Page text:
OLD TIME RADIO - 1 CD - 4 mp3 - Total Playtime: 1:57:13
Cabin B-13 was something of an experiment by CBS--a sustained, prime-time mystery feature penned by one great mystery fiction writer for the entire run. And no ordinary mystery fiction writer, either. John Dickson Carr had already written twenty-three Suspense scripts for CBS' long running mystery thriller production by the time they sought him for Cabin B-13. Indeed, it was Carr's Suspense script from the March 16, 1943 broadcast, Cabin B-13, that persuaded CBS to pursue a possible spin-off from Suspense. It was a brilliant concept, brilliantly executed. NBC had attempted a limited run of Raymond Chandler's Adventures of Philip Marlowe starring MGM's Van Heflin and CBS picked it up a year later. Raymond Chandler again consulted on the scripts for CBS' rendition fo Philip Marlowe. Perhaps CBS was simply hedging its bets. But the hedge worked. CBS' The Adventures of Philip Marlowe ran for two more years, won Gerald Mohr Best Actor of the Year for 1949, and produced competitive Hooper ratings in the bargain.
Cabin B-13 received great critical reviews while it ran, but it's prime-time placement was more a disadvantage to it than an advantage. It ran head to head with some of 1948's most highly rated competition. The radio noir detective drama had gained a foothold in Radio well before Cabin B-13 began airing. Radio had already heard from Dashiell Hammett and his Thin Man, Sam Spade and The Fat Man by then. Brett Halliday had entertained radio noir fans with his Michael Shayne character, and Jack Webb had been plowing through an array of radio noir characters of his own. Mystery competition abounded throughout the late 1940s and early 1950s. Adding to all of that, the Mutual Broadcasting System was already in negotiations with Carr for their Murder By Experts (1949) which would cast Carr, Brett Halliday, and Alfred Hitchcock as alternating hosts for the proposed project.
So it was that the combination of stiff competition and an audience very loyal to that competition made Cabin B-13's chances of running past one season quite daunting. But to both CBS and Carr's credit, the quality of the scripts never suffered. They were superb from start to finish. The background support was also top notch, with John Dietz directing, both Merle Kendrick and Alfredo Antonini alternating the music and atmosphere compositions and gifted Radio, Stage and Film actor Arnold Moss providing exposition for each script.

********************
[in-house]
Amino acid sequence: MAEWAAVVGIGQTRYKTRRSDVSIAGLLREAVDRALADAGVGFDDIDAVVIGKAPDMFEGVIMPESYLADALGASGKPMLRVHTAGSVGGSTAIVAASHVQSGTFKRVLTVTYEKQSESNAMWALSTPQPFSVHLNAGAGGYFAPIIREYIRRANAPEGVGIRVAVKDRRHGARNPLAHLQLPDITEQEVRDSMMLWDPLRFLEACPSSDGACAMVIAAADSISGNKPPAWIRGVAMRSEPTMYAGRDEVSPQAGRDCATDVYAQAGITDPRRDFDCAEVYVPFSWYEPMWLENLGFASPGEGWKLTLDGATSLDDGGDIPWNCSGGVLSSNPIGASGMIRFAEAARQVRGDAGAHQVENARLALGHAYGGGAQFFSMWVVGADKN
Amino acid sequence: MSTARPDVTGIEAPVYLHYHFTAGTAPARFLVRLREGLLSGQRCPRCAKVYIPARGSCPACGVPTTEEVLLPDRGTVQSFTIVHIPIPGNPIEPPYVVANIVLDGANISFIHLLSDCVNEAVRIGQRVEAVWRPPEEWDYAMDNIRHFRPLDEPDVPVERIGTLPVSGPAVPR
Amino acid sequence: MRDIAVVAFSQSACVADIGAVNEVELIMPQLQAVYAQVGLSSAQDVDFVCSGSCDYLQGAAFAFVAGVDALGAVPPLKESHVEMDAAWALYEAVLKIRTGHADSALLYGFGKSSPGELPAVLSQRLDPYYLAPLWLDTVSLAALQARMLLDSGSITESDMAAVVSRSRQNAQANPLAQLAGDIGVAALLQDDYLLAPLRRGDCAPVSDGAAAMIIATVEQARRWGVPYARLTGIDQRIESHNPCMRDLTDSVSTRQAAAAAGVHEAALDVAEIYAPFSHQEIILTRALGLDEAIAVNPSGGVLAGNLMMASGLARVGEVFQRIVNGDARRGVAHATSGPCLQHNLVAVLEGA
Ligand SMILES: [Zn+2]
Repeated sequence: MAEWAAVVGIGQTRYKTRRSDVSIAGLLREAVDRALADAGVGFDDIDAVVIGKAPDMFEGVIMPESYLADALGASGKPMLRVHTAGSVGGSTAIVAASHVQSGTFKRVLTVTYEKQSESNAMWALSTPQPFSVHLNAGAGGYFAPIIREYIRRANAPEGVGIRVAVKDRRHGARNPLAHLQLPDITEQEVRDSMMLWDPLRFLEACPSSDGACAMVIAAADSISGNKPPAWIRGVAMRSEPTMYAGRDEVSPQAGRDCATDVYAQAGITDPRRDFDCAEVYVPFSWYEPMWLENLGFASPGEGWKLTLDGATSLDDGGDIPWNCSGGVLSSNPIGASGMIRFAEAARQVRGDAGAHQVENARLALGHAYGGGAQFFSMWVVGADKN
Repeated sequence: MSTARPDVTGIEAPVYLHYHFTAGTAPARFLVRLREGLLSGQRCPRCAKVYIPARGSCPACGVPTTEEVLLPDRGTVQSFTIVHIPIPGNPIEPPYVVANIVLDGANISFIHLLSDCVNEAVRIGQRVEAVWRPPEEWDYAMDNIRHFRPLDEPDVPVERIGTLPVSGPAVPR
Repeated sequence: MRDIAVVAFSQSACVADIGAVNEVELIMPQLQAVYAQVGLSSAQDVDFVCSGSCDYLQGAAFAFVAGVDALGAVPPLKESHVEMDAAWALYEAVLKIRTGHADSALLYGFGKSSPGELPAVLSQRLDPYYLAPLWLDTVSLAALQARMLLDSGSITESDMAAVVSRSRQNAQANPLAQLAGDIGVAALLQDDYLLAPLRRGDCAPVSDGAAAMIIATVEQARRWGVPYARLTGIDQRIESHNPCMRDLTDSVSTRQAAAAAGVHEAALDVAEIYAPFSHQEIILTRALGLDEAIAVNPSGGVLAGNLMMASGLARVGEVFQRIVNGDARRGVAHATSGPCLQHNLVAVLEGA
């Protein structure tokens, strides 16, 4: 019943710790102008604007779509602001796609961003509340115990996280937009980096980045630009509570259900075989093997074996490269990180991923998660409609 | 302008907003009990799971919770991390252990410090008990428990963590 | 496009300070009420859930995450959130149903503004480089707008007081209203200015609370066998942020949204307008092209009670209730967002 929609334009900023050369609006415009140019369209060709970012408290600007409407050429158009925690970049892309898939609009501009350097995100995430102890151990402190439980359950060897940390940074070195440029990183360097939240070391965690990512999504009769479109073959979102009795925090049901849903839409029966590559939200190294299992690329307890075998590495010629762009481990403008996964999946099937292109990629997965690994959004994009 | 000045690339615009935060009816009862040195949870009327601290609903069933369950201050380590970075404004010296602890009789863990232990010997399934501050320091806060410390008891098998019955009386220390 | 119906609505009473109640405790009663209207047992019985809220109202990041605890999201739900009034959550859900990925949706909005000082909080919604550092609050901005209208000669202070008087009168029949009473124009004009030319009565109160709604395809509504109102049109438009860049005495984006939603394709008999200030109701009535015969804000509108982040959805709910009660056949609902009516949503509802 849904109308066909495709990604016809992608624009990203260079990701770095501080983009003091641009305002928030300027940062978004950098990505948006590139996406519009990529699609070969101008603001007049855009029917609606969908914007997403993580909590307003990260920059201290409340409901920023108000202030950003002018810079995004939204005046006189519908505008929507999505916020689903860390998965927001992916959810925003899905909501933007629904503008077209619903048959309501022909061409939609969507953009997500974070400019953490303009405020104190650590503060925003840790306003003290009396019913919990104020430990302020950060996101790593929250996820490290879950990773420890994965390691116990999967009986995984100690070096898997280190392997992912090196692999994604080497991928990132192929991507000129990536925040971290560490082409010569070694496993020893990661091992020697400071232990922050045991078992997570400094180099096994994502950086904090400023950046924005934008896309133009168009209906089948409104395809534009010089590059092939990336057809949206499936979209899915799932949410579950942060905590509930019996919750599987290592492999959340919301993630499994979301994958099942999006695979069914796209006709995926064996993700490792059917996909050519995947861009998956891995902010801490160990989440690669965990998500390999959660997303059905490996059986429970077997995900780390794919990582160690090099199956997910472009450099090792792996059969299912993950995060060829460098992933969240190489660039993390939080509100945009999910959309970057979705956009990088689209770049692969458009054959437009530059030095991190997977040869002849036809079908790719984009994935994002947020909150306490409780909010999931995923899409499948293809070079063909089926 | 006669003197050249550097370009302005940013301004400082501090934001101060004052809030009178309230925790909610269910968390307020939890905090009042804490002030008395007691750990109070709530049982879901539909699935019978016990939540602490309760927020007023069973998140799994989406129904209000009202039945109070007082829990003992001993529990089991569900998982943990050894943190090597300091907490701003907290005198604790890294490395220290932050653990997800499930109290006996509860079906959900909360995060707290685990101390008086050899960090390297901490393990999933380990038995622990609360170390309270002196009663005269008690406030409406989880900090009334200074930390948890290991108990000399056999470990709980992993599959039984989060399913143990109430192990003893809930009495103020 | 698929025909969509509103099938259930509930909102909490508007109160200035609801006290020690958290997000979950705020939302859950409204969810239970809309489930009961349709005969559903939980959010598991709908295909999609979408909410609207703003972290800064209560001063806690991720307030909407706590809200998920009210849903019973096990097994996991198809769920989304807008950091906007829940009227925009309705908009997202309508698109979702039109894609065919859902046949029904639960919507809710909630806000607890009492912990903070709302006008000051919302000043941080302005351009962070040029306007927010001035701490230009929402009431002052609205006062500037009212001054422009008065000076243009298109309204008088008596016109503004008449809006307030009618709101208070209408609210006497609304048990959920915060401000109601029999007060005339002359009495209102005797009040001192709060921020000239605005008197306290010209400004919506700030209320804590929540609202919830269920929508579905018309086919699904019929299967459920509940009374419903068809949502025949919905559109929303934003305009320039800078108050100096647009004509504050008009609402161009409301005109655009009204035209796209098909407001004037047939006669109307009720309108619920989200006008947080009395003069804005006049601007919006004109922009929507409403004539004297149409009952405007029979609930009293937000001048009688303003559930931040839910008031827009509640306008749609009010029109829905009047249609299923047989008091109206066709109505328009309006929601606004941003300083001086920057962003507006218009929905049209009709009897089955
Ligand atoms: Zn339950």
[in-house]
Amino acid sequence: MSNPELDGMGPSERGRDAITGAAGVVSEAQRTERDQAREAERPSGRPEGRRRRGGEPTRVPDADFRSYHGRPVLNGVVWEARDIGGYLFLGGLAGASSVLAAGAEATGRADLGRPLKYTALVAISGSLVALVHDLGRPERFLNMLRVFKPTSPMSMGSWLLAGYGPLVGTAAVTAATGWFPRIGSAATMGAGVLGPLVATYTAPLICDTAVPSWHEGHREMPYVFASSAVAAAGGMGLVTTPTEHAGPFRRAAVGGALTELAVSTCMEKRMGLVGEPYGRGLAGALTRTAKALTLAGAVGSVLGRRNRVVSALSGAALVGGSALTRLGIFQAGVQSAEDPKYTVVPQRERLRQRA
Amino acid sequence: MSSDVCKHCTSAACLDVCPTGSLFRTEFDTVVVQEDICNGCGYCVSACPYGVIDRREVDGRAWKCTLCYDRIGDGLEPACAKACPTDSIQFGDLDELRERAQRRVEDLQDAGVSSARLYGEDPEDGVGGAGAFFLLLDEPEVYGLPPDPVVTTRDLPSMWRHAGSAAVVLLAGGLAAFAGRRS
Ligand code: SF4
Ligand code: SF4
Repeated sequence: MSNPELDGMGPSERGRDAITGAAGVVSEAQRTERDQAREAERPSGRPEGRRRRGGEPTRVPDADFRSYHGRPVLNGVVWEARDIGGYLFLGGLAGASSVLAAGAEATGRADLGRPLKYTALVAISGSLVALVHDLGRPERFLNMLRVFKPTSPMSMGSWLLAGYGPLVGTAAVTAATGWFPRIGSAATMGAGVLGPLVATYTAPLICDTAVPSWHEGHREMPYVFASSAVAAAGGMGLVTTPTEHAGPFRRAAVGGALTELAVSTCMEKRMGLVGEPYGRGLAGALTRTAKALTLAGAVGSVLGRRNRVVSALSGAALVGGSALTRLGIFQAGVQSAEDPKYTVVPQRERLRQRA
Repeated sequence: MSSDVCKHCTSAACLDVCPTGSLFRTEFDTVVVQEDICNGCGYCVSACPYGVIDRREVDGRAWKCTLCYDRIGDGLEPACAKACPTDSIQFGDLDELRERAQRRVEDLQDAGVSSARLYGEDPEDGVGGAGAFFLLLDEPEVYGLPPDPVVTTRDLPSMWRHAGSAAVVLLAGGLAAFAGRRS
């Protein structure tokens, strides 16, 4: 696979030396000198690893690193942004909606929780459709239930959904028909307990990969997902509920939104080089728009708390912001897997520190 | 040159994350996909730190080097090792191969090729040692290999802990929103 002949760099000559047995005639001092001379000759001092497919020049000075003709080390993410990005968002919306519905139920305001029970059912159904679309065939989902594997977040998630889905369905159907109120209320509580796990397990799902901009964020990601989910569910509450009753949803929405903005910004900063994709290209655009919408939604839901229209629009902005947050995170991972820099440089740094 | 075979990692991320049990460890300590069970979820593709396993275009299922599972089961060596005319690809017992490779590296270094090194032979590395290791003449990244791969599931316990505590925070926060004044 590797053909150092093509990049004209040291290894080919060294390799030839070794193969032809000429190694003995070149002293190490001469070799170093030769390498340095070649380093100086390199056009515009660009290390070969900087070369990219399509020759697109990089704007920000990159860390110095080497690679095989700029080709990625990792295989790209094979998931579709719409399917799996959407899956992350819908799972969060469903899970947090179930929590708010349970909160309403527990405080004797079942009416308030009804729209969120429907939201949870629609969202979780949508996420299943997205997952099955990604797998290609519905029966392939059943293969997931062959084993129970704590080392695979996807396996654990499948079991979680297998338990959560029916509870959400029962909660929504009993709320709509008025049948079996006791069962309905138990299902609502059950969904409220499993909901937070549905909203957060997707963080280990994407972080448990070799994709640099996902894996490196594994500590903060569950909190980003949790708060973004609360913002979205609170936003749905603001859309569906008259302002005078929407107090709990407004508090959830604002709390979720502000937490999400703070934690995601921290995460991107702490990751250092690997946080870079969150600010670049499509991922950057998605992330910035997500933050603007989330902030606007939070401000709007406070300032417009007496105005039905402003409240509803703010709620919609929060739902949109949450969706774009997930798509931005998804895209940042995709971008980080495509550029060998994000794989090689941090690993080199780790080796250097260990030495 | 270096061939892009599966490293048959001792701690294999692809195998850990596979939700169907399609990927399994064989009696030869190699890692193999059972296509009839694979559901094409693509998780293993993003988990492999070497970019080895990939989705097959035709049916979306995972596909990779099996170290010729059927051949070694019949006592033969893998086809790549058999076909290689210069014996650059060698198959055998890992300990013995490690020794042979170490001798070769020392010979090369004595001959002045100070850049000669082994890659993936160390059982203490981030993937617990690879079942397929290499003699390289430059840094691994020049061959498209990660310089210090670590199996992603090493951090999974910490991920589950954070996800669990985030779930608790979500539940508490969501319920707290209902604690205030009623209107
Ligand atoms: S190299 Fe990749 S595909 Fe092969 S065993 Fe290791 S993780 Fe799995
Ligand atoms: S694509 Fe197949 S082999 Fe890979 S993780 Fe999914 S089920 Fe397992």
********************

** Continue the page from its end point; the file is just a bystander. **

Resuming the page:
Arnold Moss was Carr's 'voice' for twenty-one of the scripts and Alan Hewitt voiced Dr. Fabian for three scripts while Moss was filming 1948's The Loves of Carmen. The Dr. Fabian character, ship's physician for the luxury liner, Maurevania, introduced and framed each mystery and provided all of the necessary exposition for each story. Dr. Fabian was the resident of Cabin B-13 aboard the Maurevania. Thankfully Dr. Fabian didn't suffer from triskadecaphobia--the abnormal fear of the number 13--since he seemed quite content with his accomodations aboard the Maurevania for his entire 24-week tour. All the better to comfortably chronicle the often gruesome undertakings of each program.
The plots were brilliant, as one might expect of any J.D. Carr story. Opening with the bellow of the great steamship's foghorns, Arnold Moss' plot teasers were dramatically introduced and the underlying theme music set the perfect tone for a captivating half hour. The Maurevania's role in each script varied from integral to sublime, but its role in transporting the audience all over the world for its characters made for an excellent variety of storylines.
The Radio program Cabin B-13 wasn't quite the end of the line for the franchise. A Suspense episode Cabin B-13 aired on March 29, 1949 for the Television series and Cabin B-13 reappeared several years later in Television's Climax! series, as the episode that aired on June 26, 1958. As of late October 1949, CBS was actively considering Cabin B-13 as a potential candidate for a regular Television series. Just as they'd trotted out Cabin B-13 first over Radio's Suspense, then aired it as a sustaining, 26-week production, so it was that Suspense over Television brought a TV episode of Cabin B-13 to air, followed by CBS considering a Television series for Cabin B-13. In the end, CBS didn't follow through with the Television series, Cabin B-13.
There's no question that Cabin B-13 was a success. Indeed judging by the relatively few programs currently in circulation, it's clear that the remaining programs are very jealously held by their fortunate owners. There's every expectation that a few more programs will trickle out in time. For now the three circulating episodes are wonderfully enjoyable and bode well for any future releasess from this fine production.
431109 65 Cabin B-13 (Suspense )
480705 01 A Razor In Fleet Street aka Bill and Brenda Leslie
481212 22 The Bride Vanishes
481226 24 The Sleep of Death
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